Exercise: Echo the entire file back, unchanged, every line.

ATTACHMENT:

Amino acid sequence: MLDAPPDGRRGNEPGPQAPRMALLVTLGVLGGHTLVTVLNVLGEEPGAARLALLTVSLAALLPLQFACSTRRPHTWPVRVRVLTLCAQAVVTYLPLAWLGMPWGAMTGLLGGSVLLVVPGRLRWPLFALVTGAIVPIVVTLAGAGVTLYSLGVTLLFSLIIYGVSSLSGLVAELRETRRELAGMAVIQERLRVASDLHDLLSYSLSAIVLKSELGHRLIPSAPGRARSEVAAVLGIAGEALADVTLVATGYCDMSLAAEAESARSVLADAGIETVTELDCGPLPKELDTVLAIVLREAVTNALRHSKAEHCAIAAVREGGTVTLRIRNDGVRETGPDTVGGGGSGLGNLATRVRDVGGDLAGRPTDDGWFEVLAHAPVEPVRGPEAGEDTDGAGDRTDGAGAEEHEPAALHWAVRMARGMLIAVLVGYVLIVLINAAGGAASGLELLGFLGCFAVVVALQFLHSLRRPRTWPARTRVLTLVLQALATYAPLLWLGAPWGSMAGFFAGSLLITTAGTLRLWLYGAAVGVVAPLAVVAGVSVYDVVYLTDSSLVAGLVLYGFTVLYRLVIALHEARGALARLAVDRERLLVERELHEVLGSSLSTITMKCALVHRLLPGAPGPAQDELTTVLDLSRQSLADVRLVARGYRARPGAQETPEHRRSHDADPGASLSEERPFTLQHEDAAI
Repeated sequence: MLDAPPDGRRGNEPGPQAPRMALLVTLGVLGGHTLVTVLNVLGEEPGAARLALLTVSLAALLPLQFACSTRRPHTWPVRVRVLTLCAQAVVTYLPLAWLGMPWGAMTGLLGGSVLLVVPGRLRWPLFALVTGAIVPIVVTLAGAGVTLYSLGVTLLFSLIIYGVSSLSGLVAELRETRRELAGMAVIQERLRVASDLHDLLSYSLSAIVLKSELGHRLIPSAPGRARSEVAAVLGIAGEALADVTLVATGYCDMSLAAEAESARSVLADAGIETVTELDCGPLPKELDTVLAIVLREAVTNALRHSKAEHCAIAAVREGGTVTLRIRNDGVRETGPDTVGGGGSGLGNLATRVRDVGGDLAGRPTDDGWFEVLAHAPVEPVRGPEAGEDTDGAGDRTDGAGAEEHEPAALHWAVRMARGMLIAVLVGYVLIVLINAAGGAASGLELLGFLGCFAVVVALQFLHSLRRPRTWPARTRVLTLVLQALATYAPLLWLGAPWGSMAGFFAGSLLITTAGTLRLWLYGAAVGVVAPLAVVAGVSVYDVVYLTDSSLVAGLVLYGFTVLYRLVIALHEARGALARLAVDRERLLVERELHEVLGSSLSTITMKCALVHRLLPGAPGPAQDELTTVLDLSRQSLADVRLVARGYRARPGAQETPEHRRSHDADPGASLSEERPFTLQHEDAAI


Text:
Amino acid sequence: MLDAPPDGRRGNEPGPQAPRMALLVTLGVLGGHTLVTVLNVLGEEPGAARLALLTVSLAALLPLQFACSTRRPHTWPVRVRVLTLCAQAVVTYLPLAWLGMPWGAMTGLLGGSVLLVVPGRLRWPLFALVTGAIVPIVVTLAGAGVTLYSLGVTLLFSLIIYGVSSLSGLVAELRETRRELAGMAVIQERLRVASDLHDLLSYSLSAIVLKSELGHRLIPSAPGRARSEVAAVLGIAGEALADVTLVATGYCDMSLAAEAESARSVLADAGIETVTELDCGPLPKELDTVLAIVLREAVTNALRHSKAEHCAIAAVREGGTVTLRIRNDGVRETGPDTVGGGGSGLGNLATRVRDVGGDLAGRPTDDGWFEVLAHAPVEPVRGPEAGEDTDGAGDRTDGAGAEEHEPAALHWAVRMARGMLIAVLVGYVLIVLINAAGGAASGLELLGFLGCFAVVVALQFLHSLRRPRTWPARTRVLTLVLQALATYAPLLWLGAPWGSMAGFFAGSLLITTAGTLRLWLYGAAVGVVAPLAVVAGVSVYDVVYLTDSSLVAGLVLYGFTVLYRLVIALHEARGALARLAVDRERLLVERELHEVLGSSLSTITMKCALVHRLLPGAPGPAQDELTTVLDLSRQSLADVRLVARGYRARPGAQETPEHRRSHDADPGASLSEERPFTLQHEDAAI
Repeated sequence: MLDAPPDGRRGNEPGPQAPRMALLVTLGVLGGHTLVTVLNVLGEEPGAARLALLTVSLAALLPLQFACSTRRPHTWPVRVRVLTLCAQAVVTYLPLAWLGMPWGAMTGLLGGSVLLVVPGRLRWPLFALVTGAIVPIVVTLAGAGVTLYSLGVTLLFSLIIYGVSSLSGLVAELRETRRELAGMAVIQERLRVASDLHDLLSYSLSAIVLKSELGHRLIPSAPGRARSEVAAVLGIAGEALADVTLVATGYCDMSLAAEAESARSVLADAGIETVTELDCGPLPKELDTVLAIVLREAVTNALRHSKAEHCAIAAVREGGTVTLRIRNDGVRETGPDTVGGGGSGLGNLATRVRDVGGDLAGRPTDDGWFEVLAHAPVEPVRGPEAGEDTDGAGDRTDGAGAEEHEPAALHWAVRMARGMLIAVLVGYVLIVLINAAGGAASGLELLGFLGCFAVVVALQFLHSLRRPRTWPARTRVLTLVLQALATYAPLLWLGAPWGSMAGFFAGSLLITTAGTLRLWLYGAAVGVVAPLAVVAGVSVYDVVYLTDSSLVAGLVLYGFTVLYRLVIALHEARGALARLAVDRERLLVERELHEVLGSSLSTITMKCALVHRLLPGAPGPAQDELTTVLDLSRQSLADVRLVARGYRARPGAQETPEHRRSHDADPGASLSEERPFTLQHEDAAI